Critics have argued three texts as possibly being the inspiration for Edgar Allan Poe's "The Cask of Amontillado." Honore de Balzac's "La Grande Breteche" is the most well-written of the three. It is a frame tale that seems peaceful at first where a doctor is wandering around a garden. A notary finds him and asks him not to trespass, and the mystery takes off from there. Ultimately, readers discover that there is a noble couple where the wife cheated and her lover is hiding in the closet. She tells him if he opens the door she will leave him. He says, as long as she swears there is no one there, he won't open the door. She swears. He gets a mason to brick up the door.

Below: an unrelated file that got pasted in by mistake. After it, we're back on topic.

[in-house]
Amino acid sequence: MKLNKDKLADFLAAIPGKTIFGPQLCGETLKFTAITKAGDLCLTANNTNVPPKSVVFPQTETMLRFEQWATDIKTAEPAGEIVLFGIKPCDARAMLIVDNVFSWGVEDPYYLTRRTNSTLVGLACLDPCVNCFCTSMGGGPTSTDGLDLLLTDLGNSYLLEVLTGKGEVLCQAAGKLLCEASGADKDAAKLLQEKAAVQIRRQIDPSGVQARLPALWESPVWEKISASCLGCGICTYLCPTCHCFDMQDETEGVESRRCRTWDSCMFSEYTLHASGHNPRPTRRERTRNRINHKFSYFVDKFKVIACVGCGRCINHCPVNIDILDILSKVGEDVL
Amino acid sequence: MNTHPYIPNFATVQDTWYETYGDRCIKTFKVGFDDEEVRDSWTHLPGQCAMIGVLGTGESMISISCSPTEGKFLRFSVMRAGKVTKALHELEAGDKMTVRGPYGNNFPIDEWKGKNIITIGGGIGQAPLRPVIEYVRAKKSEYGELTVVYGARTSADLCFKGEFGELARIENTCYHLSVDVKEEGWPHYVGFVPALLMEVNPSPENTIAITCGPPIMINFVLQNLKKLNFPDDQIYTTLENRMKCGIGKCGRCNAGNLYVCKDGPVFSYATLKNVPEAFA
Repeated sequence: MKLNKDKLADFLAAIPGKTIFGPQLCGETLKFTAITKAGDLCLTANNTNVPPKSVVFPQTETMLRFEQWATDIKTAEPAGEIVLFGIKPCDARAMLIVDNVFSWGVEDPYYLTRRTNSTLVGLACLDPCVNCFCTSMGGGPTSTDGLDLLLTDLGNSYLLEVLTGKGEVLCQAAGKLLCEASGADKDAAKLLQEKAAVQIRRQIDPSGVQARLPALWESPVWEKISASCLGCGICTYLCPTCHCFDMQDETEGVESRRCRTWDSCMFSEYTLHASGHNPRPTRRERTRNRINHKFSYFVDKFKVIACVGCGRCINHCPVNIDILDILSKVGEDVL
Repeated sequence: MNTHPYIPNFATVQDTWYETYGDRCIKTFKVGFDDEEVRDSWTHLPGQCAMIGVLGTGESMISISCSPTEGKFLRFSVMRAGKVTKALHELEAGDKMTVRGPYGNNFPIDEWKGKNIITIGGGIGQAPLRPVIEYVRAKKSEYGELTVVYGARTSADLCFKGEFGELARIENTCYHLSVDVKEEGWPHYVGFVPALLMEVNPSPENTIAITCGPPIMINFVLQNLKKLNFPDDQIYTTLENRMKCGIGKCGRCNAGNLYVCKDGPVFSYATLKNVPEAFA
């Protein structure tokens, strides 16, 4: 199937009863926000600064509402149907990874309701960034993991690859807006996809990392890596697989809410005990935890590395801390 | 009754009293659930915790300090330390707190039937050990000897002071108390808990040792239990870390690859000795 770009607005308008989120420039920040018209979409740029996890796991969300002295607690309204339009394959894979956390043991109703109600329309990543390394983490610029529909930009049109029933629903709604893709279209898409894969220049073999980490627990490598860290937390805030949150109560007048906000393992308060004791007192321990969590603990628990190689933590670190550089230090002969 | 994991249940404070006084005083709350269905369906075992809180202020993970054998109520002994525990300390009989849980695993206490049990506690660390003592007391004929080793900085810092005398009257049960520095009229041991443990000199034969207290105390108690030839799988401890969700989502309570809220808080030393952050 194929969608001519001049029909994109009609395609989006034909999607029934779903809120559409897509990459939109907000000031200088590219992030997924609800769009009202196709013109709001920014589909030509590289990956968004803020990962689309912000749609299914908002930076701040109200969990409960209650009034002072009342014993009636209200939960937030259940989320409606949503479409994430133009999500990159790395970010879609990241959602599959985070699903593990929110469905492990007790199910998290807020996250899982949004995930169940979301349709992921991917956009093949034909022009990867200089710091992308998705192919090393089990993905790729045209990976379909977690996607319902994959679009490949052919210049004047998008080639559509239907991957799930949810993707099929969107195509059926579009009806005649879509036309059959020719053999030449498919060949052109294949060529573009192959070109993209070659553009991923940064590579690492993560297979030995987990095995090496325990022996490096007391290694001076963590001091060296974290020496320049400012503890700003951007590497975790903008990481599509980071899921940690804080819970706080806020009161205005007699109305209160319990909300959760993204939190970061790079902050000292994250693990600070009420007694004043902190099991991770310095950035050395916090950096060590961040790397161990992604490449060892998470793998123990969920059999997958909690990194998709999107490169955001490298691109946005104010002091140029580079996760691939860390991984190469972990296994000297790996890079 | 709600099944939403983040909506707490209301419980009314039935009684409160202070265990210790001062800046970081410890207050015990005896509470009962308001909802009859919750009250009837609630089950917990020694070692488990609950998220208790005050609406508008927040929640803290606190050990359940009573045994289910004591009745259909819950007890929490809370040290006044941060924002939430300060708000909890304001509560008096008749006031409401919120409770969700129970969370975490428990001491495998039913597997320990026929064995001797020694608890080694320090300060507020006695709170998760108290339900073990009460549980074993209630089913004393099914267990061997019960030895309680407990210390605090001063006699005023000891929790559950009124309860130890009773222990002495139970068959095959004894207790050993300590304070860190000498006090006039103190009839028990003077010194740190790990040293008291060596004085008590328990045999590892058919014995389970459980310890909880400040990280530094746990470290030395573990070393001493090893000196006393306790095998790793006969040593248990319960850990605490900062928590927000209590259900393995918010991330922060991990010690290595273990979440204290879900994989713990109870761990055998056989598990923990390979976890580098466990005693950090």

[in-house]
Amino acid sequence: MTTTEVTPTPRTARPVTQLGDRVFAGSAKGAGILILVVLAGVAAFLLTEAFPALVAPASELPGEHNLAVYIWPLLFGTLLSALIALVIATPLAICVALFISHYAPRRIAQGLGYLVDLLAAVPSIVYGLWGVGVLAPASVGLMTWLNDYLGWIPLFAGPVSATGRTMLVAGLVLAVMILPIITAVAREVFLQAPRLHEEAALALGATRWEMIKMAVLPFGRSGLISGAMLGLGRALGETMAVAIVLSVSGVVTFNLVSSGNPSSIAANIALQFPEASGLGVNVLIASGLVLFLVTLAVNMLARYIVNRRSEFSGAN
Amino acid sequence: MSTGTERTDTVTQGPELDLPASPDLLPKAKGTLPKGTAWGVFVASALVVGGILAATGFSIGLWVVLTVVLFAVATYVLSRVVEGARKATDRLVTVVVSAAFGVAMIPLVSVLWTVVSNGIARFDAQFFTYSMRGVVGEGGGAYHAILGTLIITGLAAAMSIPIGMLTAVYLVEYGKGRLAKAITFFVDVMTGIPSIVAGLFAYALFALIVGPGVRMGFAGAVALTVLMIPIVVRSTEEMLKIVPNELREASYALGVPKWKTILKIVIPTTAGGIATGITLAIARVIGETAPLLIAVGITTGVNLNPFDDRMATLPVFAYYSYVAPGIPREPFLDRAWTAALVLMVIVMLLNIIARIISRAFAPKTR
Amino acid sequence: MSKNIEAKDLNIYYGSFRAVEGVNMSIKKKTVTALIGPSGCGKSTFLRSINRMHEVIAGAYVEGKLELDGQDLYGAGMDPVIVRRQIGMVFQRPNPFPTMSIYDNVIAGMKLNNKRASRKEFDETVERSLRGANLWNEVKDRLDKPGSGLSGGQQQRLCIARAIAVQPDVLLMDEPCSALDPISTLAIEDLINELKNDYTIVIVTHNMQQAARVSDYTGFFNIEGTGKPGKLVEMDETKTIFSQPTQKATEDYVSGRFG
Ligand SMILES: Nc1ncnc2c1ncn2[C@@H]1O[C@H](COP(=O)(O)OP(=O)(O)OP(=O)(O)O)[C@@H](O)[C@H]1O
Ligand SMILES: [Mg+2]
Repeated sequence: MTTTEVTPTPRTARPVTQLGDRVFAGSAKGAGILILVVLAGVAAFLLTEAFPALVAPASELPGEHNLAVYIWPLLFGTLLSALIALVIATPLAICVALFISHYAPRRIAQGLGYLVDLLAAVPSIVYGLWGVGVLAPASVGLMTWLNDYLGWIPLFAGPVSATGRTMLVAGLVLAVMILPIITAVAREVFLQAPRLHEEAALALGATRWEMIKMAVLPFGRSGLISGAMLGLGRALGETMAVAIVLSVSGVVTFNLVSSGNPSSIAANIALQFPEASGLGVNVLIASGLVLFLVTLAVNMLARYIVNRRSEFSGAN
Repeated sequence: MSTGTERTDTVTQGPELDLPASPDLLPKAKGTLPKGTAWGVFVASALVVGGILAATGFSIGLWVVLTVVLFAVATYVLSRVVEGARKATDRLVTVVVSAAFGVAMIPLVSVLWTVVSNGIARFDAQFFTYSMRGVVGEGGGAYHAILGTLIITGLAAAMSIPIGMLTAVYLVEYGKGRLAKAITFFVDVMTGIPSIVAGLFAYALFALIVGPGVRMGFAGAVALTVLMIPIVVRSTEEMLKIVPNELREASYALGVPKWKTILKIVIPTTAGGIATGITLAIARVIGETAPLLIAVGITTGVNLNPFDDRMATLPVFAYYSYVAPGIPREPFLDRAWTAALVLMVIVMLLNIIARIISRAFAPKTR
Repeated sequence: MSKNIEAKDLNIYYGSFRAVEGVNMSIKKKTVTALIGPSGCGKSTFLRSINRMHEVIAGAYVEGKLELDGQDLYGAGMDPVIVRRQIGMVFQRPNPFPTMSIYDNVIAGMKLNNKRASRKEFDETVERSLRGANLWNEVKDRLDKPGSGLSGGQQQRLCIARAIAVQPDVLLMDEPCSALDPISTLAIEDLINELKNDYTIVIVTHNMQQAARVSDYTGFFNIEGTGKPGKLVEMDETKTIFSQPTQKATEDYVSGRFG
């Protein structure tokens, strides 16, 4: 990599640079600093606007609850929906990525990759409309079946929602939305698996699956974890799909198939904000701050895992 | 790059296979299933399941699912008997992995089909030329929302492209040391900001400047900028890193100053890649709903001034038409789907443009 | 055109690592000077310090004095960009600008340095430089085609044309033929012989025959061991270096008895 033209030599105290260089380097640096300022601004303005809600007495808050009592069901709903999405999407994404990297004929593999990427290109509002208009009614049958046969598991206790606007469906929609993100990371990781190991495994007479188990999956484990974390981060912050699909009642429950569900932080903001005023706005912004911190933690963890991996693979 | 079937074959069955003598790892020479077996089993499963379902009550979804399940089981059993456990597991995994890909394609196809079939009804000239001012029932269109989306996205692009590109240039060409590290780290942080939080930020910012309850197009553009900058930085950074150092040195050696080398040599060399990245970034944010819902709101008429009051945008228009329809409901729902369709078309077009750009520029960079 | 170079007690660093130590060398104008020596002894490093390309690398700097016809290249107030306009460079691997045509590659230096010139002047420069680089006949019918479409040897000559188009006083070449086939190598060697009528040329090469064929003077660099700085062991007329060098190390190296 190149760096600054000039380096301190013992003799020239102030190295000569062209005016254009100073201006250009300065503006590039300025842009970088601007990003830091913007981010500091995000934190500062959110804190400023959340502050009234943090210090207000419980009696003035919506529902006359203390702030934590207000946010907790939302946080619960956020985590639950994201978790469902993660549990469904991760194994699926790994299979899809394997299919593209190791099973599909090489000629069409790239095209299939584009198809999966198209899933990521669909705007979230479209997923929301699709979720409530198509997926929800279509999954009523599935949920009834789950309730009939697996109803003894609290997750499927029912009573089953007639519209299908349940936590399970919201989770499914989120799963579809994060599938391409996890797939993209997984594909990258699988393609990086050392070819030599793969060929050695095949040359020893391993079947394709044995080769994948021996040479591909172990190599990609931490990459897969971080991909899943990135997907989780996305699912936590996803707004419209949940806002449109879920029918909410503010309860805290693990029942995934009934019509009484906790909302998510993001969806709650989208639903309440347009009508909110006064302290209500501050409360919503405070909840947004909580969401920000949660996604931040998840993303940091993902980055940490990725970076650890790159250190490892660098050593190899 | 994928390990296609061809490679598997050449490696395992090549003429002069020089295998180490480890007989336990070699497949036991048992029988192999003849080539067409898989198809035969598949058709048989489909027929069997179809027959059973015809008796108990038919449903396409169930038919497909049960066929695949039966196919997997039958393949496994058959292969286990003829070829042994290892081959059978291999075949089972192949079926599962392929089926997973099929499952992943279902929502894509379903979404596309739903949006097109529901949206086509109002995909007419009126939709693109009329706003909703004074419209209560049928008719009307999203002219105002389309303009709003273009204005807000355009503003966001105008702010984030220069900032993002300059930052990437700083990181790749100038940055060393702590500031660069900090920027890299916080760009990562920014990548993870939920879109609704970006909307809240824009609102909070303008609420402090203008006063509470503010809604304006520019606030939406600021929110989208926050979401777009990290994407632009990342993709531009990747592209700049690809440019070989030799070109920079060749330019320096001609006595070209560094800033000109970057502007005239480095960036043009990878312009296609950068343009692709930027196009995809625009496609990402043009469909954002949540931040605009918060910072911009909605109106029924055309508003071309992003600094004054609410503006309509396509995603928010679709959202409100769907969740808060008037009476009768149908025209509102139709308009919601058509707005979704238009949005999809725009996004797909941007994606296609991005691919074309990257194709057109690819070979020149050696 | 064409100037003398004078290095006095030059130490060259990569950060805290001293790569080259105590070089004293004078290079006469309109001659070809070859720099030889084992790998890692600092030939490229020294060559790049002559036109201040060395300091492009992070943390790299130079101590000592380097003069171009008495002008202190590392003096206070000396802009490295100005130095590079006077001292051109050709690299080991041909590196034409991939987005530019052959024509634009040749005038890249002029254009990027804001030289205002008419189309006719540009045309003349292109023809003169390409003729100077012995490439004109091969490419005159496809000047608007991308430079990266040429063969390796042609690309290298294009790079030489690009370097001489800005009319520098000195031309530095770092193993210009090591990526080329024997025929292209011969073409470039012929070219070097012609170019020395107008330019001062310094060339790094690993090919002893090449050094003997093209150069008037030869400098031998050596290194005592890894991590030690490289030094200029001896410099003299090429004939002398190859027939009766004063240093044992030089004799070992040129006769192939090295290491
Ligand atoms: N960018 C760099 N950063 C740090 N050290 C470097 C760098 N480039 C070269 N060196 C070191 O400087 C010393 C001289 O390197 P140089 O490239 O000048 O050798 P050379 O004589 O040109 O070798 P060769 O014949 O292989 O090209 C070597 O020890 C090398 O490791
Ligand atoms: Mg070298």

This unit has an introduction page with background on the author, and definitions for both frame tale and allegory (as some have supposed the story to be an allegory for the French Revolution). The (public domain) text of the story, eight discussion questions for the text of the story, and three discussion questions to be used if read in accordance with "The Cask of Amontillado."
This is one of my favorite short stories, and it is great to use in an honors English III, Pre-AP, or AP Literature class.